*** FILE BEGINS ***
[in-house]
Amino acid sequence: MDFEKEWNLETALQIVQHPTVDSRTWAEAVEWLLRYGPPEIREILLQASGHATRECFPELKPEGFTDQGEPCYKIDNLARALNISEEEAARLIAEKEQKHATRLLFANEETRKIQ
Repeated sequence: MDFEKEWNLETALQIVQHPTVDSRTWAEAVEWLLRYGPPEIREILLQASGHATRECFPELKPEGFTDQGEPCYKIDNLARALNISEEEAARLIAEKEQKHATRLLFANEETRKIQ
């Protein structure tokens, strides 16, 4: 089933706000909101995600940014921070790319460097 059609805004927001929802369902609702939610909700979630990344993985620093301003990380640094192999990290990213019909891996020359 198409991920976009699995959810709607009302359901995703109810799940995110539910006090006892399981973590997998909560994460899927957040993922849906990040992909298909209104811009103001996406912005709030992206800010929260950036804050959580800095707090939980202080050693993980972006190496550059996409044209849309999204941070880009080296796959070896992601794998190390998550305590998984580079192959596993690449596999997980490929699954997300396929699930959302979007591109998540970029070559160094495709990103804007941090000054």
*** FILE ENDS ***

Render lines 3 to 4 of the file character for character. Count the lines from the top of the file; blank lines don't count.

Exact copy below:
Repeated sequence: MDFEKEWNLETALQIVQHPTVDSRTWAEAVEWLLRYGPPEIREILLQASGHATRECFPELKPEGFTDQGEPCYKIDNLARALNISEEEAARLIAEKEQKHATRLLFANEETRKIQ
């Protein structure tokens, strides 16, 4: 089933706000909101995600940014921070790319460097 059609805004927001929802369902609702939610909700979630990344993985620093301003990380640094192999990290990213019909891996020359 198409991920976009699995959810709607009302359901995703109810799940995110539910006090006892399981973590997998909560994460899927957040993922849906990040992909298909209104811009103001996406912005709030992206800010929260950036804050959580800095707090939980202080050693993980972006190496550059996409044209849309999204941070880009080296796959070896992601794998190390998550305590998984580079192959596993690449596999997980490929699954997300396929699930959302979007591109998540970029070559160094495709990103804007941090000054």